Schmidt, M. D., Dwyer, T., Magnussen, C. G., and Venn, A. J. (2011). Predictive associations between alternative measures of childhood adiposity and adult cardio-metabolic health. Int. J. Obes. 35, 38–45. doi: 10.1038/ijo.2010.205

PubMed Abstract | CrossRef Full Text | Google Scholar

Sengupta, P. (2013). The laboratory rat: relating its age with human's. Int. J. Prev. Med. 4, 624–30.

PubMed Abstract | Google Scholar

Sertié, R. A. L., Andreotti, S., Proença, A. R. G., Campaña, A. B., and Lima, F. B. (2015). Fat gain with physical detraining is correlated with increased glucose transport and oxidation in periepididymal white adipose tissue in rats. Braz. J. Med. Biol. Res. 48, 650–653. doi: 10.1590/1414-431X20154356

PubMed Abstract | CrossRef Full Text | Google Scholar

Sertie, R. A. L., Andreotti, S., Proença, A. R. G., Campana, A. B., Lima-Salgado, T. M., Batista, M. L., et al. (2013). Cessation of physical exercise changes metabolism and modifies the adipocyte cellularity of the periepididymal white adipose tissue in rats. J. Appl. Physiol. 115, 394–402. doi: 10.1152/japplphysiol.01272.2012

PubMed Abstract | CrossRef Full Text | Google Scholar

Shu, L., Beier, E., Sheu, T., Zhang, H., Zuscik, M. J., Puzas, E. J., et al. (2015). High-fat diet causes bone loss in young mice by promoting osteoclastogenesis through alteration of the bone marrow environment. Calcif. Tissue Int. 96, 313–323. doi: 10.1007/s00223-015-9954-z

PubMed Abstract | CrossRef Full Text | Google Scholar

Skaggs, D. L., Loro, M. L., Pitukcheewanont, P., Tolo, V., and Gilsanz, V. (2001). Increased body weight and decreased radial cross-sectional dimensions in girls with forearm fractures. J. Bone Miner. Res. 16, 1337–1342. doi: 10.1359/jbmr.2001.16.7.1337

PubMed Abstract | CrossRef Full Text | Google Scholar

Sontam, D. M., Firth, E. C., Tsai, P., Vickers, M. H., and O'Sullivan, J. M. (2015a). Different exercise modalities have distinct effects on the integrin-linked kinase (ILK) and Ca2* signaling pathways in the male rat bone. Physiol. Rep. 3:e12568. doi: 10.14814/phy2.12568

PubMed Abstract | CrossRef Full Text | Google Scholar

Sontam, D. M., Vickers, M. H., O'Sullivan, J. M., Watson, M., and Firth, E. C. (2015b). Different short-term mild exercise modalities lead to differential effects on body composition in healthy prepubertal male rats. Biomed. Res. Int. 2015:404201. doi: 10.1155/2015/404201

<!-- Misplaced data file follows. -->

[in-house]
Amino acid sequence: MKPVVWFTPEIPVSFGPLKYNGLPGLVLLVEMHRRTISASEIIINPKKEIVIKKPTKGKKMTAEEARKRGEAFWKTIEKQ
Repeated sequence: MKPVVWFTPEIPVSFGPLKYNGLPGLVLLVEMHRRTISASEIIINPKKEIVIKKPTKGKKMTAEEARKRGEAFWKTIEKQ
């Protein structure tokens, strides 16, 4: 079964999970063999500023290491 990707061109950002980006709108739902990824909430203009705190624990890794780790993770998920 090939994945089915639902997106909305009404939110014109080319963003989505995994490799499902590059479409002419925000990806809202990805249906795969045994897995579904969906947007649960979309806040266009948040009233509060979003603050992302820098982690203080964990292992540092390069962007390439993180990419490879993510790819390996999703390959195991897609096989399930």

PubMed Abstract | CrossRef Full Text | Google Scholar

Stashenko, P., Dewhirst, F. E., Peros, W. J., Kent, R. L., and Ago, J. M. (1987). Synergistic interactions between interleukin 1, tumor necrosis factor, and lymphotoxin in bone resorption. J. Immunol. 138, 1464–1468.

PubMed Abstract | Google Scholar

Sun, Z., Gong, J., Wu, H., Xu, W., Wu, L., Xu, D., et al. (2013). Perilipin1 promotes unilocular lipid droplet formation through the activation of Fsp27 in adipocytes. Nat. Commun. 4, 1594. doi: 10.1038/ncomms2581

PubMed Abstract | CrossRef Full Text | Google Scholar

Taylor, P. D., and Poston, L. (2007). Developmental programming of obesity in mammals. Exp. Physiol. 92, 287–298. doi: 10.1113/expphysiol.2005.032854

PubMed Abstract | CrossRef Full Text | Google Scholar

Thomson, B. M., Mundy, G. R., and Chambers, T. J. (1987). Tumor necrosis factors alpha and beta induce osteoblastic cells to stimulate osteoclastic bone resorption. J. Immunol. 138, 775–779.

PubMed Abstract | Google Scholar

Trapnell, C., Pachter, L., and Salzberg, S. L. (2009). TopHat: discovering splice junctions with RNA-Seq. Bioinformatics 25, 1105–1111. doi: 10.1093/bioinformatics/btp120

PubMed Abstract | CrossRef Full Text | Google Scholar

Trapnell, C., Williams, B. A., Pertea, G., Mortazavi, A., Kwan, G., van Baren, M. J., et al. (2010). Transcript assembly and quantification by RNA-Seq reveals unannotated transcripts and isoform switching during cell differentiation. Nat. Biotechnol. 28, 511–515. doi: 10.1038/nbt.1621

PubMed Abstract | CrossRef Full Text | Google Scholar

Trubowitz, S., and Bathija, A. (1977). Cell size and plamitate-1-14c turnover of rabbit marrow fat. Blood 49, 599–605.

PubMed Abstract | Google Scholar